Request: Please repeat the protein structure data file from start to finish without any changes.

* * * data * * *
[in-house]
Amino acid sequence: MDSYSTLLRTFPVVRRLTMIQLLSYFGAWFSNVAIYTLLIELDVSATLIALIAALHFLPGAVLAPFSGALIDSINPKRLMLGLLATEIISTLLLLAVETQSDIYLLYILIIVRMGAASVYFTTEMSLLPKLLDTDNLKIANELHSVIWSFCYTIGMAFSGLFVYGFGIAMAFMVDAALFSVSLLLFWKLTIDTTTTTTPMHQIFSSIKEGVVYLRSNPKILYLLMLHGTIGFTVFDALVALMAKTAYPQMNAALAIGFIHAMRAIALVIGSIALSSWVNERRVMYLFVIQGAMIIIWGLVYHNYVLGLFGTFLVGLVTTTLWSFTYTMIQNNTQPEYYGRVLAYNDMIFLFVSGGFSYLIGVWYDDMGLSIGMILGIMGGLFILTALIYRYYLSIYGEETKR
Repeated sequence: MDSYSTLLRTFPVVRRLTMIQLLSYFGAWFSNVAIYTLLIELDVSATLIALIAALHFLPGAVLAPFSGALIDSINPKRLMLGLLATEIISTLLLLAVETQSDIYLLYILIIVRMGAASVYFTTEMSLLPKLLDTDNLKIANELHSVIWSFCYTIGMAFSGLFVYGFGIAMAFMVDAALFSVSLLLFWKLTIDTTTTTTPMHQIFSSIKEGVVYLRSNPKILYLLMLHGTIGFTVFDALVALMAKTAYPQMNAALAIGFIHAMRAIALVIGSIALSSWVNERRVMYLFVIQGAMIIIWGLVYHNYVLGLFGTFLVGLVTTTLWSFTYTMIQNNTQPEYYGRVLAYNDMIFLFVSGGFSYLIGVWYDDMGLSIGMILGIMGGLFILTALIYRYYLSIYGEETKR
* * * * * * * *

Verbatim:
[in-house]
Amino acid sequence: MDSYSTLLRTFPVVRRLTMIQLLSYFGAWFSNVAIYTLLIELDVSATLIALIAALHFLPGAVLAPFSGALIDSINPKRLMLGLLATEIISTLLLLAVETQSDIYLLYILIIVRMGAASVYFTTEMSLLPKLLDTDNLKIANELHSVIWSFCYTIGMAFSGLFVYGFGIAMAFMVDAALFSVSLLLFWKLTIDTTTTTTPMHQIFSSIKEGVVYLRSNPKILYLLMLHGTIGFTVFDALVALMAKTAYPQMNAALAIGFIHAMRAIALVIGSIALSSWVNERRVMYLFVIQGAMIIIWGLVYHNYVLGLFGTFLVGLVTTTLWSFTYTMIQNNTQPEYYGRVLAYNDMIFLFVSGGFSYLIGVWYDDMGLSIGMILGIMGGLFILTALIYRYYLSIYGEETKR
Repeated sequence: MDSYSTLLRTFPVVRRLTMIQLLSYFGAWFSNVAIYTLLIELDVSATLIALIAALHFLPGAVLAPFSGALIDSINPKRLMLGLLATEIISTLLLLAVETQSDIYLLYILIIVRMGAASVYFTTEMSLLPKLLDTDNLKIANELHSVIWSFCYTIGMAFSGLFVYGFGIAMAFMVDAALFSVSLLLFWKLTIDTTTTTTPMHQIFSSIKEGVVYLRSNPKILYLLMLHGTIGFTVFDALVALMAKTAYPQMNAALAIGFIHAMRAIALVIGSIALSSWVNERRVMYLFVIQGAMIIIWGLVYHNYVLGLFGTFLVGLVTTTLWSFTYTMIQNNTQPEYYGRVLAYNDMIFLFVSGGFSYLIGVWYDDMGLSIGMILGIMGGLFILTALIYRYYLSIYGEETKR